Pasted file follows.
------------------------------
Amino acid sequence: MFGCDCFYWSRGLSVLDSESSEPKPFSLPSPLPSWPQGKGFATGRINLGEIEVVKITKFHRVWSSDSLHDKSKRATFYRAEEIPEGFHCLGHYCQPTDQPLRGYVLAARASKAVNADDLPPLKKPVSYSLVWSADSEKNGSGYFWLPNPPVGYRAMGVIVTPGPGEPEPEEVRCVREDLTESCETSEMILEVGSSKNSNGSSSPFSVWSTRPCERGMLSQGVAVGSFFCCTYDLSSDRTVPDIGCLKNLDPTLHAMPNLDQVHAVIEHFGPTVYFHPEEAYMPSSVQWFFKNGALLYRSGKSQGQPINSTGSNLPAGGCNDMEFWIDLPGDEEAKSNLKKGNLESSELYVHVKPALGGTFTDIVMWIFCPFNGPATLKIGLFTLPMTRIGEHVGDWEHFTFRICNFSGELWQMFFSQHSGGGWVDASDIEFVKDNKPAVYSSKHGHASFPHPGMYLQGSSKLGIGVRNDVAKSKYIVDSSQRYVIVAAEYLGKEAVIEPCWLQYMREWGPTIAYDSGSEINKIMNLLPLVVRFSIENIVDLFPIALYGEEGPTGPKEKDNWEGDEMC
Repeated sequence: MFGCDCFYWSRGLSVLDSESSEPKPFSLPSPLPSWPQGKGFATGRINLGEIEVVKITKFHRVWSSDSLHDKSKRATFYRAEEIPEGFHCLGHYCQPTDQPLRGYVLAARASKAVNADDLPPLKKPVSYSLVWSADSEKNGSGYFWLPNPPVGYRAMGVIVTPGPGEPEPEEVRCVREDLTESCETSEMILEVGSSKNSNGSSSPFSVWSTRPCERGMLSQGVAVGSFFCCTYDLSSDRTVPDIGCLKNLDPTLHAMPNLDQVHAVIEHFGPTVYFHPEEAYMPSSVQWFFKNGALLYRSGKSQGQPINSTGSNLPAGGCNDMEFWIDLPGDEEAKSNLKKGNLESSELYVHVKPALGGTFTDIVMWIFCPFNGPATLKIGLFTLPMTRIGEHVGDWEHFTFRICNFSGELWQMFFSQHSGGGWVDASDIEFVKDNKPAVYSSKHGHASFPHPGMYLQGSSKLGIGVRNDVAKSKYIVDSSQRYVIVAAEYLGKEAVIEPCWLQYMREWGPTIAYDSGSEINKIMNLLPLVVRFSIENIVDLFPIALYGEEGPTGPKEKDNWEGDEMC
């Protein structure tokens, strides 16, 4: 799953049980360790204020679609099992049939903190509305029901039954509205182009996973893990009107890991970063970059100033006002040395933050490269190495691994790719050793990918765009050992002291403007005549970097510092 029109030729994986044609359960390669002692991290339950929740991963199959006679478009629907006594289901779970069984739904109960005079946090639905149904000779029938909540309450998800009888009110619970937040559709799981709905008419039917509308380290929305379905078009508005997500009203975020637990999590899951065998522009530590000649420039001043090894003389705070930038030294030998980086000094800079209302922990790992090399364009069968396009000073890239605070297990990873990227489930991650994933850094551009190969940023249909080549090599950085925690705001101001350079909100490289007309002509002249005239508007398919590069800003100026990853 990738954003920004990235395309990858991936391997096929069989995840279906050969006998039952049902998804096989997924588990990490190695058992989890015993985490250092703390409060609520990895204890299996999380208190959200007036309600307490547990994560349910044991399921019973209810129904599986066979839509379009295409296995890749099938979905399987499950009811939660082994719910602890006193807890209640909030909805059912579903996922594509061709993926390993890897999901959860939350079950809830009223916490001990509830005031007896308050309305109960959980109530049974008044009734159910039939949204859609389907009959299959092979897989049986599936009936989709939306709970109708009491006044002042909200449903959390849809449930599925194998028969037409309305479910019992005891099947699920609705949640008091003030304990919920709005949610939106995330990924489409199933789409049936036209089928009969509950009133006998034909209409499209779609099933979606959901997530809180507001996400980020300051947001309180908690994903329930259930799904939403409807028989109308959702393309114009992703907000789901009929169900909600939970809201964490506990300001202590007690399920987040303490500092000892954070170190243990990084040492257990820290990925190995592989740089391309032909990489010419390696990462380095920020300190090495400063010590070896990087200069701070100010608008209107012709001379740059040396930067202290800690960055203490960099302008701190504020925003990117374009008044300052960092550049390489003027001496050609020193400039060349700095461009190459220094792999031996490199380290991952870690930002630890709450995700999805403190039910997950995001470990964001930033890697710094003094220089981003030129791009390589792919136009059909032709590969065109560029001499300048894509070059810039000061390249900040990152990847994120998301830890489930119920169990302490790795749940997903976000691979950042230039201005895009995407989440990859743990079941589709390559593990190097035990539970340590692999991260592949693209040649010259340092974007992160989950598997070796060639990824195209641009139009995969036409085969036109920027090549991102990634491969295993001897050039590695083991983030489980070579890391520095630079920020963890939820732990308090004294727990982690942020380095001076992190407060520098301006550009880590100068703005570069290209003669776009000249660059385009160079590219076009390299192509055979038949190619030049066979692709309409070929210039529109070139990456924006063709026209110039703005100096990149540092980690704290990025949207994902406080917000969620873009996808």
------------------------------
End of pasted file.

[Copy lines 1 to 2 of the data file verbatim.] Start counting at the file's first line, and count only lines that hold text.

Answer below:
Amino acid sequence: MFGCDCFYWSRGLSVLDSESSEPKPFSLPSPLPSWPQGKGFATGRINLGEIEVVKITKFHRVWSSDSLHDKSKRATFYRAEEIPEGFHCLGHYCQPTDQPLRGYVLAARASKAVNADDLPPLKKPVSYSLVWSADSEKNGSGYFWLPNPPVGYRAMGVIVTPGPGEPEPEEVRCVREDLTESCETSEMILEVGSSKNSNGSSSPFSVWSTRPCERGMLSQGVAVGSFFCCTYDLSSDRTVPDIGCLKNLDPTLHAMPNLDQVHAVIEHFGPTVYFHPEEAYMPSSVQWFFKNGALLYRSGKSQGQPINSTGSNLPAGGCNDMEFWIDLPGDEEAKSNLKKGNLESSELYVHVKPALGGTFTDIVMWIFCPFNGPATLKIGLFTLPMTRIGEHVGDWEHFTFRICNFSGELWQMFFSQHSGGGWVDASDIEFVKDNKPAVYSSKHGHASFPHPGMYLQGSSKLGIGVRNDVAKSKYIVDSSQRYVIVAAEYLGKEAVIEPCWLQYMREWGPTIAYDSGSEINKIMNLLPLVVRFSIENIVDLFPIALYGEEGPTGPKEKDNWEGDEMC
Repeated sequence: MFGCDCFYWSRGLSVLDSESSEPKPFSLPSPLPSWPQGKGFATGRINLGEIEVVKITKFHRVWSSDSLHDKSKRATFYRAEEIPEGFHCLGHYCQPTDQPLRGYVLAARASKAVNADDLPPLKKPVSYSLVWSADSEKNGSGYFWLPNPPVGYRAMGVIVTPGPGEPEPEEVRCVREDLTESCETSEMILEVGSSKNSNGSSSPFSVWSTRPCERGMLSQGVAVGSFFCCTYDLSSDRTVPDIGCLKNLDPTLHAMPNLDQVHAVIEHFGPTVYFHPEEAYMPSSVQWFFKNGALLYRSGKSQGQPINSTGSNLPAGGCNDMEFWIDLPGDEEAKSNLKKGNLESSELYVHVKPALGGTFTDIVMWIFCPFNGPATLKIGLFTLPMTRIGEHVGDWEHFTFRICNFSGELWQMFFSQHSGGGWVDASDIEFVKDNKPAVYSSKHGHASFPHPGMYLQGSSKLGIGVRNDVAKSKYIVDSSQRYVIVAAEYLGKEAVIEPCWLQYMREWGPTIAYDSGSEINKIMNLLPLVVRFSIENIVDLFPIALYGEEGPTGPKEKDNWEGDEMC